The_Great_War_Resource_page.png

Women in the Great War

Privacy Level: Open (White)
Date: 1914 to 1918
Location: [unknown]
Surnames/tags: Great_War Women World_War_I
This page has been accessed 651 times.

http://www.wikitree.com/photo.php/4/4a/Photos-686.png http://www.wikitree.com/photo.php/2/2c/Photos-715.png http://www.wikitree.com/photo.php/d/d1/Photos-899.png http://www.wikitree.com/photo.php/3/3a/Photos-863.png http://www.wikitree.com/photo.php/f/f3/Photos-898.png



Women in The Great War


In World War I women were organized in large numbers like never before. Most of these women were placed into the civilian work force to replace the men that had joined up or were conscripted.They were also sent to work in large munitions factories. Thousands of women served in the military in support roles, as nurses, in Russia some women saw combat as well.

Notable Women in The Great War

France

  • Madame Arno, a French artist, organized a regiment of Parisian women to fight the Germans.

Romania

  • Ecaterina Teodoroiu was a Romanian heroine who fought and died in World War I.

Russia

  • Maria Bochkareva: Мария Леонтьевна Бочкарева, née Frolkova, nicknamed Yashka, was a Russian woman who fought in World War I and formed the Women's Battalion of Death.
  • Olga Krasilnikov disguised herself as a man and fought in nineteen battles in Poland. She received the Cross of St. George.
  • Natalie Tychmini fought the Austrians at Opatow in World War I, while disguised as a man. She received the Cross of St. George.

Serbia

  • Milunka Savić, Serbian war hero,and the most decorated female fighter in the history of warfare, awarded with the French Légion d’Honneur (Legion of Honour) twice, Russian Cross of St. George, English medal of the Most Distinguished Order of St Michael, Serbian Miloš Obilić medal. She is the sole female recipient of the French Croix de Guerre (War Cross) with the palm attribute.

Ukraine

  • Olena Stepaniv, a Ukrainian officer of Legion of Ukrainian Sich Riflemen. Was the first woman to receive officer rank in the world.

United Kingdom

  • 1914: British nurse Edith Cavell helped treat injured soldiers, of both sides, in German-occupied Belgium. Executed in 1915 by the Germans for helping British soldiers escape Belgium.
Dorothy Lawrence
  • Dorothy Lawrence secretly posed as a soldier during WWI she persuaded two British Army soldiers to smuggle her a khaki uniform, changed her appearance cut her hair and obtained forged identity papers as Private Denis Smith of the 1st Bn, Leicestershire Regiment, and headed for the front lines.After 10 days of service she went to the commanding sergeant, who placed her under military arrest.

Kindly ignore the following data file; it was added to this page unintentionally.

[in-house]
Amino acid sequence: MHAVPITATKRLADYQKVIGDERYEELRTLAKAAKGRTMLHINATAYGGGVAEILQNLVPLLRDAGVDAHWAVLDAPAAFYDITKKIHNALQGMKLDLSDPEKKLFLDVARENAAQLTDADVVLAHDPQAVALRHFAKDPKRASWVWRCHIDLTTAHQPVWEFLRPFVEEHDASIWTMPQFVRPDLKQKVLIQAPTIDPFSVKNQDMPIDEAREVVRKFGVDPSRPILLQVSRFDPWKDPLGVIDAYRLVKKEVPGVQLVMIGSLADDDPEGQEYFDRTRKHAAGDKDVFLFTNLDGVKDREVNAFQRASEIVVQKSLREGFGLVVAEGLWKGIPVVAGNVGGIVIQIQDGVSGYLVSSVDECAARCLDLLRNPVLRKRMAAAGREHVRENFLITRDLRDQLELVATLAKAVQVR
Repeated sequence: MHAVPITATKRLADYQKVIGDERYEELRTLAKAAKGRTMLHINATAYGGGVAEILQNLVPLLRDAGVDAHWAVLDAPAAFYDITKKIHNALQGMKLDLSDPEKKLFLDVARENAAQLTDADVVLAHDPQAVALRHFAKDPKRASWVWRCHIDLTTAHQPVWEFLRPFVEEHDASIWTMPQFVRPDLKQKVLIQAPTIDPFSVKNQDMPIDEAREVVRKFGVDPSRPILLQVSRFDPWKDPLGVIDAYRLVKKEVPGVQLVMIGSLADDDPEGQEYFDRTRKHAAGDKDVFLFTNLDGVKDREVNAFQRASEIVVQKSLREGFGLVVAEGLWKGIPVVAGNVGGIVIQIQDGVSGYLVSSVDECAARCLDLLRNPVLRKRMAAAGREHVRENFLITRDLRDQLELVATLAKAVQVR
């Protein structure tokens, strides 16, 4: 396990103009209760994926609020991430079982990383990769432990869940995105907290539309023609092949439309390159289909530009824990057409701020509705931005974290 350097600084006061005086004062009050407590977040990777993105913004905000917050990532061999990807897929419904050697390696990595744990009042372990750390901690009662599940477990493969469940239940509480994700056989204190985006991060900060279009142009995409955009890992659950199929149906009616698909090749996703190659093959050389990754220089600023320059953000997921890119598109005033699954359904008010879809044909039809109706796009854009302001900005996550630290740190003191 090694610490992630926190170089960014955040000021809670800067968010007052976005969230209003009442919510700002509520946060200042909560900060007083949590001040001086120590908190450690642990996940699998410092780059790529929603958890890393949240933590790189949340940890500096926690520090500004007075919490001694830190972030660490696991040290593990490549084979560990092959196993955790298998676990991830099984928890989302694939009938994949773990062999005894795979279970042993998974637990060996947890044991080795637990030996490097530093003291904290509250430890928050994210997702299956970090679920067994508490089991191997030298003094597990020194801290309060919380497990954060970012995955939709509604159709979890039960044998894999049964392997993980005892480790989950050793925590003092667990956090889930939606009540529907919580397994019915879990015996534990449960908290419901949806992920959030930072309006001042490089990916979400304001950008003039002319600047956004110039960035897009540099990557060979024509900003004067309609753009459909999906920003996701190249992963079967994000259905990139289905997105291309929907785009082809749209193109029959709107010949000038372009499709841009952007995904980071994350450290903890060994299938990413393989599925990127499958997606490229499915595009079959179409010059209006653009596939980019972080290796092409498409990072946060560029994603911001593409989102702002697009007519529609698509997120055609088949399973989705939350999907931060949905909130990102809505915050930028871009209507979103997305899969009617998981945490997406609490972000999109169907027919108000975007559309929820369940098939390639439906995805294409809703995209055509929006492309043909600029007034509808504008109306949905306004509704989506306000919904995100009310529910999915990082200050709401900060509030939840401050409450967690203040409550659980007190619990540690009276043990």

• Flora Sandes, an English woman, joined a St. John Ambulance unit in Serbia and subsequently became an officer in the Serbian army.

United States

  • In 1917, World War I Army nurses Edith Ayres and Helen Wood (nurses held no rank during World War I) became the first female members of the U.S. military killed in the line of duty. They were killed on May 20, 1917, while with Base Hospital #12 aboard the USS Mongolia en route to France. The ship’s crew fired the deck guns during a practice drill, and one of the guns exploded, spewing shell fragments across the deck and killing Nurse Ayres and her friend Nurse Helen Wood.
  • Twin sisters Genevieve and Lucille Baker of the Naval Coastal Defense Reserve became the first uniformed women to serve in the U.S. Coast Guard.
  • Frances Gulick was an US Y.M.C.A. welfare worker who was awarded a United States Army citation on May 30, 1918 for valor and courage on the field during the aerial bombardment of Varmaise, Oise, France.
  • Julia Hunt Catlin Park DePew Taufflieb. First American female to be awarded the Croix de Guerre and the Legion of Honor in the First World War for her efforts in turning her Chateau d'Annel into a front line hospital.
  • Opha May Johnson became the first woman to enlist in the United States Marine Corps as part of the United States Marine Corps Women's Reserve on Aug. 13, 1918.
  • Loretta Perfectus Walsh became the first active-duty U.S. Navy woman, and the first woman to serve in any of the U.S. armed forces in a non-nurse occupation on enlisted in the U.S. Naval Reserve on March 17, 1917. Walsh subsequently became the first woman U.S. Navy petty officer when she was sworn in as Chief Yeoman on March 21, 1917.

Canaries To help with the "war effort", jobs opened and hired women that previously only hired men. Such as Railway guards, postal workers, clerks, and many began working in factories. Pay was a lower wage than what men would earn. Soon women began asking for equal pay.

Munitions factories hired women in Britain. These were producing the weapons and shells that they British Army used. (A bad side-effect was caused by the chemical ' trinitrotoluene', the explosive agent for shells). This chemical exposure with no safety protective clothing (there was no OSHA then) caused many women to be exposed. They were known as canaries because they had to handle TNT. Their skin turned yellow (jaundice). An estimated 400 women died from this overexposure to TNT during WWI.





Collaboration
  • Login to edit this profile and add images.
  • Private Messages: Contact the Profile Managers privately: Jacqueline Clark and Great War Project WikiTree. (Best when privacy is an issue.)
  • Public Comments: Login to post. (Best for messages specifically directed to those editing this profile. Limit 20 per day.)
Comments

Leave a message for others who see this profile.
There are no comments yet.
Login to post a comment.